As the privatization of Jan Becher boils over, the Czech government is torn between gaining political capital or reducing the budget deficit.

The Czech government may be playing hardball with Pernod Ricard or as it has been often cited in the local press - settling political scores with those involved in the distillery's 1997 privatization. But as Czech finance minister Jiri Rusnok decides on his next steps, he may be under pressure from the budget deficit.

"I think that any money will be welcome," said Libor Mokras, macro-economic analyst at Ceské Sporitelna, "I hope they come to a reasonable agreement." At the moment, the state budget deficit is at CZK 20bn and he expects the figure to balloon to CZK 52bn by year-end.

Pernod Ricard went ahead and transferred the €1.3bn (US$1.91bn) originally agreed upon in the privatization agreement to the Czech Republic last week, but it is not clear if the government will accept the cash for the 59% stake in the country's second largest distillery. Alan Walden-Jones, director of Jan Becher and lead man for Pernod Ricard in the Czech Republic confirmed that the funds were available. "We are waiting, the government has an invitation."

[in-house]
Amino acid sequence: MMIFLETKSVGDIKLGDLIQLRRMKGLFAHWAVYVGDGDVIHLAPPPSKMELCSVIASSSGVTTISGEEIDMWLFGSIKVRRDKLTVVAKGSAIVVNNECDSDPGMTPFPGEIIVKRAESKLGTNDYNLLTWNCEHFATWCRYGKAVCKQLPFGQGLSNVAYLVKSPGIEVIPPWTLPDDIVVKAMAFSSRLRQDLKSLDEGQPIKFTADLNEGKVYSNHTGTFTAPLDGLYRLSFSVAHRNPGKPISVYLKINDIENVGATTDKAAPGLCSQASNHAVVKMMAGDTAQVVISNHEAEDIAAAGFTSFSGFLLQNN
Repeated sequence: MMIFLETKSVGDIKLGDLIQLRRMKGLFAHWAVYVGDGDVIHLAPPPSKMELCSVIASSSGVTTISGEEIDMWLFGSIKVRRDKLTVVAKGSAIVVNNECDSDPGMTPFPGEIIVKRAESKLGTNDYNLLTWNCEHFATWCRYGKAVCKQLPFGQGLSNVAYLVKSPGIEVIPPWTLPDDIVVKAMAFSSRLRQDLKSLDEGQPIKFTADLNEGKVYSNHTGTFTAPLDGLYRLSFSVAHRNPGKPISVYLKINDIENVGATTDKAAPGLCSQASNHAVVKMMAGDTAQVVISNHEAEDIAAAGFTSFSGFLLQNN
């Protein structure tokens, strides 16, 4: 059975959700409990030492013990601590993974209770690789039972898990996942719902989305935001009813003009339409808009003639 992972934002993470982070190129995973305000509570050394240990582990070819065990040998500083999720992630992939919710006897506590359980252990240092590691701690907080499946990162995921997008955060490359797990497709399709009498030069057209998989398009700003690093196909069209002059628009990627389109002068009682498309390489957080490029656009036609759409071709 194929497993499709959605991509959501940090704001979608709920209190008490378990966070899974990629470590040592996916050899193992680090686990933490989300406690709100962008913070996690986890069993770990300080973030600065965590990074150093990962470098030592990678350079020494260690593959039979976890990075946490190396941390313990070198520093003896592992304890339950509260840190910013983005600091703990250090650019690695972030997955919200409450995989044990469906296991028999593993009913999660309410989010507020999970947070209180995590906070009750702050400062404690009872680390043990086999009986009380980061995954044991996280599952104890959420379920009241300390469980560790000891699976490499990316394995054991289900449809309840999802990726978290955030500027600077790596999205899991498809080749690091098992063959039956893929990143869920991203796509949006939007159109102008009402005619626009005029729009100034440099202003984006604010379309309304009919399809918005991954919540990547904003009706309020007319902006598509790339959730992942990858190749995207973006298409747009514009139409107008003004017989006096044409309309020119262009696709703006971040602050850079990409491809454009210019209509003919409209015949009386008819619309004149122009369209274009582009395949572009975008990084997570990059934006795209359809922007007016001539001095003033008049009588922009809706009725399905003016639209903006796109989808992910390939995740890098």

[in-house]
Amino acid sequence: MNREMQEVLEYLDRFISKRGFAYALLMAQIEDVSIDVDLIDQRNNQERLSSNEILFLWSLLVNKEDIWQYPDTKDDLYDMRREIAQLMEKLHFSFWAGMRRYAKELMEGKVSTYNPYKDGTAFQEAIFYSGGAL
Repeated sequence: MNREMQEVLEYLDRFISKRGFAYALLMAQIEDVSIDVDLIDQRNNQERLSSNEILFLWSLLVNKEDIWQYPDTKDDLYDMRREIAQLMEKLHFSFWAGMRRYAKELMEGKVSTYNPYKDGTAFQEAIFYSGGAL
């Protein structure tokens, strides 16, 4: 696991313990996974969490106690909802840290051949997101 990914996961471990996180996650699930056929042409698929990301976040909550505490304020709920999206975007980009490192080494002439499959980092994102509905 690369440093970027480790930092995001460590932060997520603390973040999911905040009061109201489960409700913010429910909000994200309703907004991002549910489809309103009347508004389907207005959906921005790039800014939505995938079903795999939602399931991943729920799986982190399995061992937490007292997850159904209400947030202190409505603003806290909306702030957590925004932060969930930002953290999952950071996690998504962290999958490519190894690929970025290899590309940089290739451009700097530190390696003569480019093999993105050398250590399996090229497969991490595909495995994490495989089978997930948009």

Last Monday the government cancelled the privatization agreement, with finance minister Rusnok saying that SALB had not fulfilled its end of the agreement. The Ministries of Agriculture and Finance have been charged to produce a new plan for selling the state's stake, said Hugo Roldan, press secretary at the Ministry of Agriculture. The new plan to privatize Jan Becher is to be completed by end October.

Pernod Ricard unleashed a storm of lobbying between Paris and Prague following the government's decision to cancel the privatization agreement. In addition, Pernod Ricard has withdrawn its demand for a state guarantee in the event that local entrepreneur Zdenek Hoffmann - and his alleged inheritance to the Becherovka herb liqueur - managed to win the court battle to the trademark.

Sources within Jan Becher denied press reports that they had already paid for part of the state's stake, but said that the deal may be finally completed within the next week.